It is more difficult to find a new job in IT than it was one year ago, according to a major study of jobs online.
A consistent decline in IT jobs since February has contributed to the problem, with a 22 percent reduction since that peak. The results for July were three percent down on the previous month, and 12 percent down compared to one year ago.
Monster said the IT jobs decline was most severe in London, worsened by "the difficulty of finding highly qualified technical candidates" and a reduction in IT project budgets.
The statistics are published in the Monster Employment Index for July, which tracks a range of online job boards as well as Monster’s own recruitment website.
IT has fared particularly badly, as its decline compares against overall job availability increasing by over five percent in the year. Most other sectors saw gains, except for telecoms which declined a heavy 19 percent, human resources which declined seven percent, sales jobs which were down 13 percent, finance jobs down five percent, and legal jobs down 12 percent.
There were broad year-on-year gains in arts and leisure jobs, as well as construction, architecture, engineering, transport, education, social work, hospitality, research, consulting and marketing.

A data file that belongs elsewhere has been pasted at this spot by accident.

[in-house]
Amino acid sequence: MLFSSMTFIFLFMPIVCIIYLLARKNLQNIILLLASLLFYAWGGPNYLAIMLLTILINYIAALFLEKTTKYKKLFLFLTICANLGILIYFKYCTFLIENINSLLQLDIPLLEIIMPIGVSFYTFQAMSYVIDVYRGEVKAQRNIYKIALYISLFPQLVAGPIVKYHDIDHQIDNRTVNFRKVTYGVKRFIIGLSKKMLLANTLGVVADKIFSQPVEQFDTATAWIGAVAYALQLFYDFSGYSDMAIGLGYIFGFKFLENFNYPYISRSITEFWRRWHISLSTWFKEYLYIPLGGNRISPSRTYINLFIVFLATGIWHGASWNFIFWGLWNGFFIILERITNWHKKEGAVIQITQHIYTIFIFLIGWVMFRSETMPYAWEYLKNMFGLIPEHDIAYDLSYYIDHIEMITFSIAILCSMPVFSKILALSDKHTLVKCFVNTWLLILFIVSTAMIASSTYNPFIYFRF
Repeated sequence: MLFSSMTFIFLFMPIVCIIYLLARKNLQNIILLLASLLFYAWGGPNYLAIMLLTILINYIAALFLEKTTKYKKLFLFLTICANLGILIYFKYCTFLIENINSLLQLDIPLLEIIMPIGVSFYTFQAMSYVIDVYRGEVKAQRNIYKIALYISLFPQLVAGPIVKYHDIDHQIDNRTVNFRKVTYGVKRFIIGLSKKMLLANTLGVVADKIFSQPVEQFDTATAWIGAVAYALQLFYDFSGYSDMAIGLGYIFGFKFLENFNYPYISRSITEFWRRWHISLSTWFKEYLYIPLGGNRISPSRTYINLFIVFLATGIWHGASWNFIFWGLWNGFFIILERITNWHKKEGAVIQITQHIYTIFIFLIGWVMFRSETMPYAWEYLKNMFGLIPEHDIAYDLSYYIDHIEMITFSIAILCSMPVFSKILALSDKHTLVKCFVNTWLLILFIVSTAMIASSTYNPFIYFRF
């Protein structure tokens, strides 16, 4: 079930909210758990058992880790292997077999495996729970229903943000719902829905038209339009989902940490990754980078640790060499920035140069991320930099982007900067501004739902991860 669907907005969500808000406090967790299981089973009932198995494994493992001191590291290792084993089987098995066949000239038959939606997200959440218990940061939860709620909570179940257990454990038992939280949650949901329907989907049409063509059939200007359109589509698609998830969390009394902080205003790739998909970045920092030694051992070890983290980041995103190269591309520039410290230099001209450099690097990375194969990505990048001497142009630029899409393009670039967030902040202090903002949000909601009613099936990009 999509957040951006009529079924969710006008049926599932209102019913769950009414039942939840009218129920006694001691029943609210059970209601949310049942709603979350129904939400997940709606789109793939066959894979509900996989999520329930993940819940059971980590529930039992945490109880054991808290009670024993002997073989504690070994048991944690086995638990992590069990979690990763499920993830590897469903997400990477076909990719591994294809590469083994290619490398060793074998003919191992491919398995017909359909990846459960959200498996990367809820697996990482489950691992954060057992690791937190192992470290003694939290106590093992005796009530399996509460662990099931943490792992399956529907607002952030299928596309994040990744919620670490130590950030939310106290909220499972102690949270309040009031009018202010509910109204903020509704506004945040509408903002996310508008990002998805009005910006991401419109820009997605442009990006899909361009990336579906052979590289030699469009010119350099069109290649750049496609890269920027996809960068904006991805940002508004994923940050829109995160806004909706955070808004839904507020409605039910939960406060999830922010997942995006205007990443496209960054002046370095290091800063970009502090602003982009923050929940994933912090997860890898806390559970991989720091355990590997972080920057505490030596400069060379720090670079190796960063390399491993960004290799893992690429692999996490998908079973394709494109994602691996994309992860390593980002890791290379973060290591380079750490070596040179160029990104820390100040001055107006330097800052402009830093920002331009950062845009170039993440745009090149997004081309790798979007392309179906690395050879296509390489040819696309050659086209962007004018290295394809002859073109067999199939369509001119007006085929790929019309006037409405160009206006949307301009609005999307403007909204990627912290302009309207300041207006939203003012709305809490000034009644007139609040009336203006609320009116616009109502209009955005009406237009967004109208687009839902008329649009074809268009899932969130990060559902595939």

Two regions were highlighted by Monster as having a dramatic change in job fortunes. Northern Ireland saw the strongest cross-sector growth in job availability, at 30 percent, but much of this was prompted by the growth in financial employment. While jobs in south-west England grew three percent over the year, there have been five straight months of falls to July.
Hugo Sellert, head of economic research at Monster, said: “The UK economy continues to slow and the outlook for the rest of 2008 remains gloomy, meaning tougher conditions in the labour market.
“Given this backdrop, it is not surprising that online recruitment is now moderating, with fewer job offerings than a year ago in areas such as finance, retail and technology.”
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